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Tuesday 22 August 2017
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August National Car and Truck Sales Results

August National Car and Truck Sales Results

August SalesJapanese automakers helped lift U.S. light-vehicle sales 17 percent last month, topping forecasts and propelling the annualized selling rate to 16.1 million, the industry’s best showing since late 2007.

Sales benefited from robust Labor Day holiday volume, which included August this year, as well as rising demand from individual customers and continued robust deliveries of fuel-efficient cars and large pickups.

Honda Motor Co. sales rose 27 percent, Toyota Motor Corp. volume jumped 23 percent and Nissan Motor Co. advanced 22 percent from a year earlier. At Subaru, deliveries rose 45 percent — topping 40,000 units in a month for the first time.

General Motors’ sales rose 15 percent, while Chrysler Group and Ford Motor each gained 12 percent.

Toyota said retail sales to individual customers accounted for about 90 percent of the industry’s sales volume for the second month in a row.

GM’s retail sales — those to individual customers — increased 22 percent while fleet shipments dropped 8 percent.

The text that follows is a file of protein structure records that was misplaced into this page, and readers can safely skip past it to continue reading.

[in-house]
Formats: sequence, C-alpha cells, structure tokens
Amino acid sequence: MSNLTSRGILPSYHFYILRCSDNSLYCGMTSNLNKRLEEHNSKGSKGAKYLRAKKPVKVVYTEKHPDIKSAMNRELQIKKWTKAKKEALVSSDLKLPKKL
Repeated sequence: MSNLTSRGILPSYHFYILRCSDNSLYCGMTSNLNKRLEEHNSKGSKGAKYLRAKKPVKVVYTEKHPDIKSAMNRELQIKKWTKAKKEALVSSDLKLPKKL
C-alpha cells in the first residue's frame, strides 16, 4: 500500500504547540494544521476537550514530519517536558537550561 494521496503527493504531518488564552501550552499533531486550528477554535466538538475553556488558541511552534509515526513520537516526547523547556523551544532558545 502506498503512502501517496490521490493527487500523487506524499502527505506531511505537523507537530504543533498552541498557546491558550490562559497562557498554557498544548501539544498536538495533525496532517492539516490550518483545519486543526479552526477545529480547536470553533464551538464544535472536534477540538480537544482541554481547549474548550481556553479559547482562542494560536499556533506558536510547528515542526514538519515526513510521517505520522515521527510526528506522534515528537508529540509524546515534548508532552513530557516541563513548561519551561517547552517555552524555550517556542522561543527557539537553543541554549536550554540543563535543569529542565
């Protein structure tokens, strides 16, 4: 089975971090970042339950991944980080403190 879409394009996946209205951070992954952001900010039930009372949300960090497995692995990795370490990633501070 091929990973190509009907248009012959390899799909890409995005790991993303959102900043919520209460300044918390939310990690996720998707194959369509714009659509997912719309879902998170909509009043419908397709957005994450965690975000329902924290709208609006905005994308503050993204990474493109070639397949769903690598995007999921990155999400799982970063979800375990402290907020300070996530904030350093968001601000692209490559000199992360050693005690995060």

Sales advanced 38 percent at Cadillac, 37 percent at Buick, 14 percent at GMC.

At Ford, car and truck volume rose 18 percent, offsetting a decline in crossover deliveries. Ford’s small car deliveries climbed 30 percent and F-series pickup sales rose 22 percent to 71,115 units.

Sales rose 13 percent at the Ford division and 1 percent at Lincoln.

Ford said its retail sales were also especially strong last month, advancing 20 percent. Retail deliveries of cars were up 15 percent, utilities up 16 percent and trucks up 30 percent.

For the second month in a row, Toyota Motor outsold Ford Motor, and American Honda outsold Chrysler Group.

At Toyota, sales jumped 24 percent at the Toyota brand and 23 percent at Lexus.

Sales of the Camry rose 22 percent to nearly 45,000 units while deliveries of the Prius lineup rose 30 percent to an August record of 27,358, Toyota said.

Honda said three of its four core models — CR-V, Accord and Civic — each posted sales in excess of 34,000 units, helping American Honda set an August sales record of 166,432.

Nissan said it also set an August record with 120,498 sales. Volume at the Nissan brand rose 24 percent to a record 108,614; at Infiniti, deliveries advanced 7 percent to 11,884.

Retail sales at the Nissan brand also set a monthly record with more than 100,000 deliveries.

Robust retail volume and demand for cars and large pickups also propelled Chrysler as it posted its 41st consecutive monthly gain.

The Ram brand, with sales up 29 percent, and Dodge, with a 12 percent increase, led the gains.

Overall, Chrysler’s truck sales rose 12 percent last month, with Ram pickup demand surging 31 percent to 33,009 and Jeep volume rising 8 percent.

Chrysler said its car sales rose 11 percent, helped by the Dodge Charger and Dart, and record monthly sales of nearly 4,200 at the Fiat brand.

The average transaction price of a Chrysler Group vehicle sold in August was a record $30,317, reflecting strong retail sales of the Ram pickup and Jeep lineup, TrueCar estimated. Ford Motor, Honda Motor, Nissan Motor and Volkswagen Group also set monthly high marks for average transaction prices in August, TrueCar said.